The SBA used pooled NHS from healthy adult donors not under antibiotic therapy and has been described previously (15); heat-inactivated NHS (heated for 30 min at 56°C) was used as a control. The SBA was also modified to test whether spermine-treated gonococci were susceptible to NHS. In this case, 80 μl of N. gonorrhoeae (ca. 108 CFU/ml) resuspended in Hanks' balanced salt solution (HBSS) containing 0.15 mM CaCl2 and 1 mM MgCl2 (HBSS2+) was incubated with 10 μl of spermine (final concentration of 0 mM, 1 mM, or 8 mM) for 10 min at 37°C. After preincubation, two experiments were performed. In the first experiment, 10 μl of NHS or HBSS2+ was added to the cell suspension, and the suspension was incubated for 30 min at 37°C. In the second experiment, the cells were washed (8 min of centrifugation at 7,000 × g) twice in 1 ml of HBSS2+, resuspended in 100 μl of 10% NHS in HBSS2+, and incubated for 30 min at 37°C. Cells were diluted and plated on GCB agar prior to and after incubation with NHS to monitor the viability of the samples. We also evaluated the antibacterial activity of NHS that had been pretreated with spermine (8 mM) or NHS recovered by centrifugation from spermine-treated or untreated gonococci. Data from all SBAs are reported as percent survival (± standard deviation [SD]), and the differences were considered significant when the P value was ≤0.05, as determined by Student's t test.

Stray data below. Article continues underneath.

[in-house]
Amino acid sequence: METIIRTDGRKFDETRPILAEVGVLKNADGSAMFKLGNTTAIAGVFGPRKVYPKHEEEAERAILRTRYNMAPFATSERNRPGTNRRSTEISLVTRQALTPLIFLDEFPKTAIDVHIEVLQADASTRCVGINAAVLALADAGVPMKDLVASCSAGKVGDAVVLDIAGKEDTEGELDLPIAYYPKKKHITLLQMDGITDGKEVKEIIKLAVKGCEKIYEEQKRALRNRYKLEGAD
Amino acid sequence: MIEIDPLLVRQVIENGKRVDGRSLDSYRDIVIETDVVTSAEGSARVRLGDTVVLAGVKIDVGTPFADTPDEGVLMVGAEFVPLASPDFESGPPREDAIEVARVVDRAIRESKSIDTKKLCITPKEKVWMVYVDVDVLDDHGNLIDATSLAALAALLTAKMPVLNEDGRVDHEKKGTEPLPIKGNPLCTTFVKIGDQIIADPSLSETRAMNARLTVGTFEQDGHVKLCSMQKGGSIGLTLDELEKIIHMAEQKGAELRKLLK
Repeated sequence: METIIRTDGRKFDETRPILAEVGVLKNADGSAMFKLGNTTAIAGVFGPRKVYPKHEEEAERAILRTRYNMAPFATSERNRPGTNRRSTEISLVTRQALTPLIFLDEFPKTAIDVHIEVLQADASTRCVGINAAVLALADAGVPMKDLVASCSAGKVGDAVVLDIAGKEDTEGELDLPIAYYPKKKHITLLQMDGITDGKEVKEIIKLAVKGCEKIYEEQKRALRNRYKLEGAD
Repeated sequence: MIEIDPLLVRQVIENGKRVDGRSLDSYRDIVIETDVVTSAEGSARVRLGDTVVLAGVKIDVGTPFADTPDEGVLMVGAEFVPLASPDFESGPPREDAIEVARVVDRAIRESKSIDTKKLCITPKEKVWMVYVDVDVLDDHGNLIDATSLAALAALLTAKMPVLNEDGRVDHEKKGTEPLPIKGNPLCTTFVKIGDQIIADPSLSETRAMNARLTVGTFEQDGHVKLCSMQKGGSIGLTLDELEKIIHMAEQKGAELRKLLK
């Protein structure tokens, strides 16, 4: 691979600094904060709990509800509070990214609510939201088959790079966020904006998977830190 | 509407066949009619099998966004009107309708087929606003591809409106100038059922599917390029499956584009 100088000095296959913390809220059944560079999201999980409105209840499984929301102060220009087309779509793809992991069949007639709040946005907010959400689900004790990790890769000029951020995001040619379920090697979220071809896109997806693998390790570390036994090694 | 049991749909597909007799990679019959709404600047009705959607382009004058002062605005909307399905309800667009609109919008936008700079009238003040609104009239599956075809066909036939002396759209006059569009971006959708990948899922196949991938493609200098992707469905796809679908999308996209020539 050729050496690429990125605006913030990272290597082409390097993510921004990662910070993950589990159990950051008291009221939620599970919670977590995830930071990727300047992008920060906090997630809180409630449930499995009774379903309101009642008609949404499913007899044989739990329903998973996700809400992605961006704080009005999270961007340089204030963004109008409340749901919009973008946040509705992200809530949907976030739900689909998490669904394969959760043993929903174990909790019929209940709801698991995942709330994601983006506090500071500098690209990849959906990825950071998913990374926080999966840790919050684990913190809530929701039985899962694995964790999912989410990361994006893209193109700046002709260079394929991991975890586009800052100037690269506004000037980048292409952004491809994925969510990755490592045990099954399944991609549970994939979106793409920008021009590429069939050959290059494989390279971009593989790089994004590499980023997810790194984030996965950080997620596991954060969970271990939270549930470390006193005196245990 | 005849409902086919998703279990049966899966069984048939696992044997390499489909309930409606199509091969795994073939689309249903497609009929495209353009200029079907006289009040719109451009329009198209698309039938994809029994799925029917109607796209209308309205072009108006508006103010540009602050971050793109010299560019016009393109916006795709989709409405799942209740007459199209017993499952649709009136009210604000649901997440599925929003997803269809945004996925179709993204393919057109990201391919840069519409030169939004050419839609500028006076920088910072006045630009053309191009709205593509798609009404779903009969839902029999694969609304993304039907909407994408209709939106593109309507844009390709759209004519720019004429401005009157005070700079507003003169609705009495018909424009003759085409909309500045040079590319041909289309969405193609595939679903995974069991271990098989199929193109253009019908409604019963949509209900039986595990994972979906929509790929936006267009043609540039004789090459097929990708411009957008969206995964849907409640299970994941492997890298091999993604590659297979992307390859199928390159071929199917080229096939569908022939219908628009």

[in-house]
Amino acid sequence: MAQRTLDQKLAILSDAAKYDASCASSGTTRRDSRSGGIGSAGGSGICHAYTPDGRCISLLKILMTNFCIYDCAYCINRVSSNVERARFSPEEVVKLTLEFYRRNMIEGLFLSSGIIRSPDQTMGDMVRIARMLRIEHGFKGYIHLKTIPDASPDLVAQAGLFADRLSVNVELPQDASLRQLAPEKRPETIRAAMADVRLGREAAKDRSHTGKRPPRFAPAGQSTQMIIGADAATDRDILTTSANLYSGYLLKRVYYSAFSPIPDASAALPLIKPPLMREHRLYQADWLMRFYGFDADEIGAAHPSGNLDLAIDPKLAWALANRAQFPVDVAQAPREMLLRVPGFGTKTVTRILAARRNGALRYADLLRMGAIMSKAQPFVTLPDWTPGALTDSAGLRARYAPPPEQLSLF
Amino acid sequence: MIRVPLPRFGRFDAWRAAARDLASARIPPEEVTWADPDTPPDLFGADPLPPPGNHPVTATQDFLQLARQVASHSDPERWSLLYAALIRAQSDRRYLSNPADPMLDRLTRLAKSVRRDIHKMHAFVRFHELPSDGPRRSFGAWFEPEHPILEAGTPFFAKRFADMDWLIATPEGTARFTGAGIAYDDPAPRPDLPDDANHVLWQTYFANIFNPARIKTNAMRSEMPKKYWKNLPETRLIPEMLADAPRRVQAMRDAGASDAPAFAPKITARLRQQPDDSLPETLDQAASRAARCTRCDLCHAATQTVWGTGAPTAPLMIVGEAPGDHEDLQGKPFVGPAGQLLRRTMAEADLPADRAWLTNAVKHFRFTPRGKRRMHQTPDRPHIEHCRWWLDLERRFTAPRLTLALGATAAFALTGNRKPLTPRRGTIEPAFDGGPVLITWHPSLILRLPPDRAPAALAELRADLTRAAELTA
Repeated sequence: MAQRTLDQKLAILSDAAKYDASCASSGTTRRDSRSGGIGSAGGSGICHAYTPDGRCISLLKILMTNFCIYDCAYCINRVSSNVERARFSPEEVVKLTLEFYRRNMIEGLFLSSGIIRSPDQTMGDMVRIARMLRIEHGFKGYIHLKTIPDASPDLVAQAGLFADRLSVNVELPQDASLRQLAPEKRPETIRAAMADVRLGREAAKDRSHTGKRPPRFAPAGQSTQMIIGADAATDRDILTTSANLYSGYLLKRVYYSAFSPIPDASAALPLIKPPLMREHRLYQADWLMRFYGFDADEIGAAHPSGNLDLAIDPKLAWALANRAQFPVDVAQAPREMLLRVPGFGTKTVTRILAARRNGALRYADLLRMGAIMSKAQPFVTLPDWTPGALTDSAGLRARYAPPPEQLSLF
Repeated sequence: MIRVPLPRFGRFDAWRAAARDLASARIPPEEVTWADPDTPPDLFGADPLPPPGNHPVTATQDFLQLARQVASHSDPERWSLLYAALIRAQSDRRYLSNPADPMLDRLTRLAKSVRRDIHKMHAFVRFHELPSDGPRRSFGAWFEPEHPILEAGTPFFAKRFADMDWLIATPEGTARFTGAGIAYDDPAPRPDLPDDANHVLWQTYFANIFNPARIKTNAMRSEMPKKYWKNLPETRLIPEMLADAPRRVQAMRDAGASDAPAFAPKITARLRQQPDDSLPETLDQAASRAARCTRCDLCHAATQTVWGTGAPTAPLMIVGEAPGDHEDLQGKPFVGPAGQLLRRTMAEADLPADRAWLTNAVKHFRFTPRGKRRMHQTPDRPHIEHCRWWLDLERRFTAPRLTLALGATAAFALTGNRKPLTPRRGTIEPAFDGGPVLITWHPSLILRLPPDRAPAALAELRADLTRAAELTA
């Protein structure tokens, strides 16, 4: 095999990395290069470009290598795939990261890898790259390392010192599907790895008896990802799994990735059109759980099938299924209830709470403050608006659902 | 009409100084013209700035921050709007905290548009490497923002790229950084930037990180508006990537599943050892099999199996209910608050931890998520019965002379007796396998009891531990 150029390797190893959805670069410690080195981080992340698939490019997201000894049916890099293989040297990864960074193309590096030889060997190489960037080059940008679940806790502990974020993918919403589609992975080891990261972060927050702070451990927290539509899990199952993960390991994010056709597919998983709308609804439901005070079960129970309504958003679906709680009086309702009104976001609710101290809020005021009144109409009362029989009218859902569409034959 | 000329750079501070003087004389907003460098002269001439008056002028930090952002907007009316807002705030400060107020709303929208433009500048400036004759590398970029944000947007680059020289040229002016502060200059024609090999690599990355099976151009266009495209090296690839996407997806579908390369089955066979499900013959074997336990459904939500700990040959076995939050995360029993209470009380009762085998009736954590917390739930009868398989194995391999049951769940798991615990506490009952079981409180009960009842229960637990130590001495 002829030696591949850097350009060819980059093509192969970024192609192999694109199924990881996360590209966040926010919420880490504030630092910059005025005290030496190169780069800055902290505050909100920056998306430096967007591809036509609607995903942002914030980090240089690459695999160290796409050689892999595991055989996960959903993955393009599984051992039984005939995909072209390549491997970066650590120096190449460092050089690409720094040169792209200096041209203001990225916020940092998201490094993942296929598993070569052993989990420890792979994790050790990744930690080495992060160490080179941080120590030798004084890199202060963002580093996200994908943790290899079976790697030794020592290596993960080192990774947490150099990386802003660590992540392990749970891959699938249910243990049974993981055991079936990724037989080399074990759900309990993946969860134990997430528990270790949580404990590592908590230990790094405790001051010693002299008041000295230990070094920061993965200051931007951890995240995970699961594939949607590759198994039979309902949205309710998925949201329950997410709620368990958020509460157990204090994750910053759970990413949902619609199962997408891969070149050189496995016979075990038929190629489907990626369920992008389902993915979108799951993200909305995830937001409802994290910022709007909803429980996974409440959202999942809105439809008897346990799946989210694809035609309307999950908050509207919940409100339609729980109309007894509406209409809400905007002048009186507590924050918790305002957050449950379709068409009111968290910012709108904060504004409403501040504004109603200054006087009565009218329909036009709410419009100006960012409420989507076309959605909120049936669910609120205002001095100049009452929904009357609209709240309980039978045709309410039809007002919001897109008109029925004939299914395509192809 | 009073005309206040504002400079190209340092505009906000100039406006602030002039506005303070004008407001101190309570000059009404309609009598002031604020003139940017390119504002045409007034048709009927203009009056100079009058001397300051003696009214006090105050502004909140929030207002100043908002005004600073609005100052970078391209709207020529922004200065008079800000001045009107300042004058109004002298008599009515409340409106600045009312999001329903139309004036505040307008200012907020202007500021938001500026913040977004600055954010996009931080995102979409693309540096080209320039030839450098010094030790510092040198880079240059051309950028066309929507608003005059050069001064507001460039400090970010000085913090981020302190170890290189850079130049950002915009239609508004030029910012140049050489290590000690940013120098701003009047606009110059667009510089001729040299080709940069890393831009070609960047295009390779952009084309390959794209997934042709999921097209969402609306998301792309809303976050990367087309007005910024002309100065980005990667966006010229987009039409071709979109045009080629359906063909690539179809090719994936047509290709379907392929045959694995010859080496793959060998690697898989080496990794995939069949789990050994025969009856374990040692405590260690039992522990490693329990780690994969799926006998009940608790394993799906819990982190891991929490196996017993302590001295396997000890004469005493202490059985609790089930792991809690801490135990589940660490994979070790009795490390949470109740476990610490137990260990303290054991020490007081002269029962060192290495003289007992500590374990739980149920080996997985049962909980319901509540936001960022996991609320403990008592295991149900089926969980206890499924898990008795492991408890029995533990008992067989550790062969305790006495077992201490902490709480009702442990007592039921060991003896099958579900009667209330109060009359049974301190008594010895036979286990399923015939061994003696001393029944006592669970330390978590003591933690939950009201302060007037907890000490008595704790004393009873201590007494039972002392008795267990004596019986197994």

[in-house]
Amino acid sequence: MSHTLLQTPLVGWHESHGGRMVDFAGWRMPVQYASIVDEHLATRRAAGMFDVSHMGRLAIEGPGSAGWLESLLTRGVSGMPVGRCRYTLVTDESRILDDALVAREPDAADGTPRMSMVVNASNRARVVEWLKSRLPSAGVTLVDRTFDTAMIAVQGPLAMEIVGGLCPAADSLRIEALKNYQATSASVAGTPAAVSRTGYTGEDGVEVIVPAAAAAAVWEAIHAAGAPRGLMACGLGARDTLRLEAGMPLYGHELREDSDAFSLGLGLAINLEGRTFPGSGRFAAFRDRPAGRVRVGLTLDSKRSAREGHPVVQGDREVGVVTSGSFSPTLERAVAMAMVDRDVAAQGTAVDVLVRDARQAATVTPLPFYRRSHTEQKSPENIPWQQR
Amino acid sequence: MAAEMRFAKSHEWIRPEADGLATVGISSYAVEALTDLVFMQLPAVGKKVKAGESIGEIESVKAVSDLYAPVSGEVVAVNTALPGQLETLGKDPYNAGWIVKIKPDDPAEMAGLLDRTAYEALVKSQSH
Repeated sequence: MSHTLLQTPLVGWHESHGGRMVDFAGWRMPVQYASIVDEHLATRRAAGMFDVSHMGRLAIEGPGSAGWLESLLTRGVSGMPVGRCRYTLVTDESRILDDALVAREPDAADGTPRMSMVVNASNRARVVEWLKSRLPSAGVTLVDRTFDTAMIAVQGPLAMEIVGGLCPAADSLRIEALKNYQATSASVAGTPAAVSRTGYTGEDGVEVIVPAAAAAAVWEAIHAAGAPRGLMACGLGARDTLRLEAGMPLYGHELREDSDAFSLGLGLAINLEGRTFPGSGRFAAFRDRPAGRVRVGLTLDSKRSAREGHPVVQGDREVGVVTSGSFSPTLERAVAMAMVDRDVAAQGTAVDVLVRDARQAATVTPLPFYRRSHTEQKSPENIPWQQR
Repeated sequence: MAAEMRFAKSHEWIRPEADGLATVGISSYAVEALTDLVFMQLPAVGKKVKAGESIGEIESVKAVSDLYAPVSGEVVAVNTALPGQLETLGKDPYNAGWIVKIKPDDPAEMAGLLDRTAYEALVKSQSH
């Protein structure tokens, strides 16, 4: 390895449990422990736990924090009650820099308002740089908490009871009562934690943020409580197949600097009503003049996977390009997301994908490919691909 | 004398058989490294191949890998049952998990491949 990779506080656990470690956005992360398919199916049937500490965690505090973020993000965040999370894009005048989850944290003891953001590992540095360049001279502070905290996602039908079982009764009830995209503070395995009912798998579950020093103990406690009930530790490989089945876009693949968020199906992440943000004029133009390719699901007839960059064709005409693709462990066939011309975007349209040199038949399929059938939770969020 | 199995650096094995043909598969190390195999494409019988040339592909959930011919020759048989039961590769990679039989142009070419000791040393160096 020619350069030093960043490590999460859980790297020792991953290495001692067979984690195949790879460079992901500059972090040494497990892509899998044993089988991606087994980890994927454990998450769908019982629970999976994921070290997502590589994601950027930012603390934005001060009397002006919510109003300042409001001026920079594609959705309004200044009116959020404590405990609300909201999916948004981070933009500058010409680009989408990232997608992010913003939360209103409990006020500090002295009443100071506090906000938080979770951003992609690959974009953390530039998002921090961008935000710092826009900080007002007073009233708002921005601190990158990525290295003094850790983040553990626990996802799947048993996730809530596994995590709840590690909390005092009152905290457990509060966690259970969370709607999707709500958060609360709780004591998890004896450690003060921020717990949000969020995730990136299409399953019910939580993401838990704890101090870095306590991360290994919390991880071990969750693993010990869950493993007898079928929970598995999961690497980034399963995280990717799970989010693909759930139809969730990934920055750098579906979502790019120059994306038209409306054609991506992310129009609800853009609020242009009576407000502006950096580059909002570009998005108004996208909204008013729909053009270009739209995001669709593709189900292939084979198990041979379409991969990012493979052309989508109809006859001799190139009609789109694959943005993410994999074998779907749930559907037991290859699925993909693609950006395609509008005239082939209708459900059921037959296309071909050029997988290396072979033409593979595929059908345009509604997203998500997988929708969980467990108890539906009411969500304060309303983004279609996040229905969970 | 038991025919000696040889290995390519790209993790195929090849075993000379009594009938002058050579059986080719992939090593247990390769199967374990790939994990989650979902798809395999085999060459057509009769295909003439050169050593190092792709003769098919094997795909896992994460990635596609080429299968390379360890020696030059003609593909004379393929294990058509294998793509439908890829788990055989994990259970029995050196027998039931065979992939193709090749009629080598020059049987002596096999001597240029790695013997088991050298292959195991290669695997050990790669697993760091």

Gonococci were grown overnight on GCB agar as described above and then cultured in GCB broth with supplements to an OD600 of 0.4. The bacteria were washed twice with 0.9% (wt/vol) NaCl (pH 6.0) and resuspended in the same solution to give 1.5 × 108 CFU/ml. Cell suspensions were distributed in wells (40 μl) of a black, nonbinding-surface 96-well plate (Costar model 3650) that emitted a low fluorescence background at 460 nm. The bacteria were preincubated with or without spermine at 1 mM or 8 mM (total volume of 45 μl) at 37°C for 10 min, and the pHs of the solutions ranged from 5.5 to 5.7. Dansyl-polymyxin B (d-PMB) (Invitrogen-Molecular Probes, Eugene, OR) was resuspended in H2O and added to the corresponding wells, and the mixture (final volume of 50 μl) was incubated for 45 min at 37°C. A Victor X3 microplate reader (Perkin Elmer) was used to detect excited d-PMB at 340 nm, and the fluorescence emission was read at 460 nm and 535 nm (19) every 22.5 min, maintaining the cells at 37°C, during the length of the experiment. Control wells were assayed to monitor the fluorescence background levels of cells with or without spermine and with d-PMB, with or without spermine. Our control wells showed that d-PMB alone did not lose fluorescence intensity during the course of the experiment.